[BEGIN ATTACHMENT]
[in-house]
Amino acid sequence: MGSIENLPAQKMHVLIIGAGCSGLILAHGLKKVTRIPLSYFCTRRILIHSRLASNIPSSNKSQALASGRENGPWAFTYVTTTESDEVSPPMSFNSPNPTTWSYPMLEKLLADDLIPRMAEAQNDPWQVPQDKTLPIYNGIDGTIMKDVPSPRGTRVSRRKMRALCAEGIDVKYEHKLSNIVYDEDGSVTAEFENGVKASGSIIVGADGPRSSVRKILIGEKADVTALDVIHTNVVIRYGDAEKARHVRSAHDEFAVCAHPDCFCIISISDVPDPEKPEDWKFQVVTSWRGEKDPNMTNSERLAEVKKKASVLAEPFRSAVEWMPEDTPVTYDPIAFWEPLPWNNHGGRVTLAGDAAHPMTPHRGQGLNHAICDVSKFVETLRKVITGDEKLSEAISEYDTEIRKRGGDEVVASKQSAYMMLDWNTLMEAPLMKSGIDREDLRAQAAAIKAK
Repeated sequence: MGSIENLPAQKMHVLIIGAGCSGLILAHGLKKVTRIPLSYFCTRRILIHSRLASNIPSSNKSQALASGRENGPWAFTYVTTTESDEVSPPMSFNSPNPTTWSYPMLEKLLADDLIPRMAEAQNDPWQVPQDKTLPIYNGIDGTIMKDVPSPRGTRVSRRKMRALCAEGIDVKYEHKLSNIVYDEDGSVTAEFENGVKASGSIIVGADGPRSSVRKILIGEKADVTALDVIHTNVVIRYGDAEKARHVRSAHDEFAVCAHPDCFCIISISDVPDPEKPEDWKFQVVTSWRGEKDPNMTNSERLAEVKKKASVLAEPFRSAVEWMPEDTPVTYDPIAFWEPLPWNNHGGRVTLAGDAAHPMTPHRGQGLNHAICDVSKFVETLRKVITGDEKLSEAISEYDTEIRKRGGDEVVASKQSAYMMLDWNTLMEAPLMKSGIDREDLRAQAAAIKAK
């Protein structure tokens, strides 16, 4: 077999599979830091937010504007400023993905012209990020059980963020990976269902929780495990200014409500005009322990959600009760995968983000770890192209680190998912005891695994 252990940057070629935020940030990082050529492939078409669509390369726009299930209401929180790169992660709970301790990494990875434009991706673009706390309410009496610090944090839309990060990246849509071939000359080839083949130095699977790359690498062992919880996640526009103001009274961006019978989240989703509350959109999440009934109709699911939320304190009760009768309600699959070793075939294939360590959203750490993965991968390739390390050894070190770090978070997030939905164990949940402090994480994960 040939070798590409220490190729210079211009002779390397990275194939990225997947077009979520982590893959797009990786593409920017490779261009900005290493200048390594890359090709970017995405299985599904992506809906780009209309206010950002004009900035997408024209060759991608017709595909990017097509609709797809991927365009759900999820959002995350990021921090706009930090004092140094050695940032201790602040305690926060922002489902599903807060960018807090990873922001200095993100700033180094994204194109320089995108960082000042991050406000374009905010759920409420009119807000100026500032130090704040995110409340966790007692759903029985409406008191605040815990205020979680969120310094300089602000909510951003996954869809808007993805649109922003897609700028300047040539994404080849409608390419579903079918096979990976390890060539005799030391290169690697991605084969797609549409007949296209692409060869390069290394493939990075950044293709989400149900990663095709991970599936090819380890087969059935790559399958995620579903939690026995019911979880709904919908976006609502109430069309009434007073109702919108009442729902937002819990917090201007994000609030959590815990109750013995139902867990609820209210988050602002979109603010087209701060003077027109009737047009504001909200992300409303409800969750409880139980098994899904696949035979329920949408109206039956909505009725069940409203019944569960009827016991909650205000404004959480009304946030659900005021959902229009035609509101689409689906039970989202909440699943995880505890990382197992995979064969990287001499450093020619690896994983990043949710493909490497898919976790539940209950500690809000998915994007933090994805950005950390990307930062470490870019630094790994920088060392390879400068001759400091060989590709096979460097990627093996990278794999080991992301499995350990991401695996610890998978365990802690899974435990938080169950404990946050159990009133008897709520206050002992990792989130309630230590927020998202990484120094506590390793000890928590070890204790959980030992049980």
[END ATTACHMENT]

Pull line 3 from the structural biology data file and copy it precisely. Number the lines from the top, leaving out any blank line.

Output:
Repeated sequence: MGSIENLPAQKMHVLIIGAGCSGLILAHGLKKVTRIPLSYFCTRRILIHSRLASNIPSSNKSQALASGRENGPWAFTYVTTTESDEVSPPMSFNSPNPTTWSYPMLEKLLADDLIPRMAEAQNDPWQVPQDKTLPIYNGIDGTIMKDVPSPRGTRVSRRKMRALCAEGIDVKYEHKLSNIVYDEDGSVTAEFENGVKASGSIIVGADGPRSSVRKILIGEKADVTALDVIHTNVVIRYGDAEKARHVRSAHDEFAVCAHPDCFCIISISDVPDPEKPEDWKFQVVTSWRGEKDPNMTNSERLAEVKKKASVLAEPFRSAVEWMPEDTPVTYDPIAFWEPLPWNNHGGRVTLAGDAAHPMTPHRGQGLNHAICDVSKFVETLRKVITGDEKLSEAISEYDTEIRKRGGDEVVASKQSAYMMLDWNTLMEAPLMKSGIDREDLRAQAAAIKAK